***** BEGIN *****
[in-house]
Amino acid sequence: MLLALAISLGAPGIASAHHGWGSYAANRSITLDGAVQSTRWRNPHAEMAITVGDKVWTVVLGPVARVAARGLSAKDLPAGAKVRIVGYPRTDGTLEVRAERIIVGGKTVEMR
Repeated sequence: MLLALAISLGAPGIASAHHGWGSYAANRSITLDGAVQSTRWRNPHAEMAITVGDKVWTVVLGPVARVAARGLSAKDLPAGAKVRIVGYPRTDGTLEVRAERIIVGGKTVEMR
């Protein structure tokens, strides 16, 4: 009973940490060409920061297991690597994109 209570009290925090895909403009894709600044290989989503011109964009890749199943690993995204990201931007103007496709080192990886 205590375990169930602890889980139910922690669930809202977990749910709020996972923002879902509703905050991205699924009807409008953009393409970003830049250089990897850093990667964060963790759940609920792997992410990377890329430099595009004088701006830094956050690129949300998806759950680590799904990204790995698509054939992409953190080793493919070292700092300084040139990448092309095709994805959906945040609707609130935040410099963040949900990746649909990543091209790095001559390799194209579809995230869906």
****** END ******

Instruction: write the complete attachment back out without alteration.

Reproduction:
[in-house]
Amino acid sequence: MLLALAISLGAPGIASAHHGWGSYAANRSITLDGAVQSTRWRNPHAEMAITVGDKVWTVVLGPVARVAARGLSAKDLPAGAKVRIVGYPRTDGTLEVRAERIIVGGKTVEMR
Repeated sequence: MLLALAISLGAPGIASAHHGWGSYAANRSITLDGAVQSTRWRNPHAEMAITVGDKVWTVVLGPVARVAARGLSAKDLPAGAKVRIVGYPRTDGTLEVRAERIIVGGKTVEMR
């Protein structure tokens, strides 16, 4: 009973940490060409920061297991690597994109 209570009290925090895909403009894709600044290989989503011109964009890749199943690993995204990201931007103007496709080192990886 205590375990169930602890889980139910922690669930809202977990749910709020996972923002879902509703905050991205699924009807409008953009393409970003830049250089990897850093990667964060963790759940609920792997992410990377890329430099595009004088701006830094956050690129949300998806759950680590799904990204790995698509054939992409953190080793493919070292700092300084040139990448092309095709994805959906945040609707609130935040410099963040949900990746649909990543091209790095001559390799194209579809995230869906």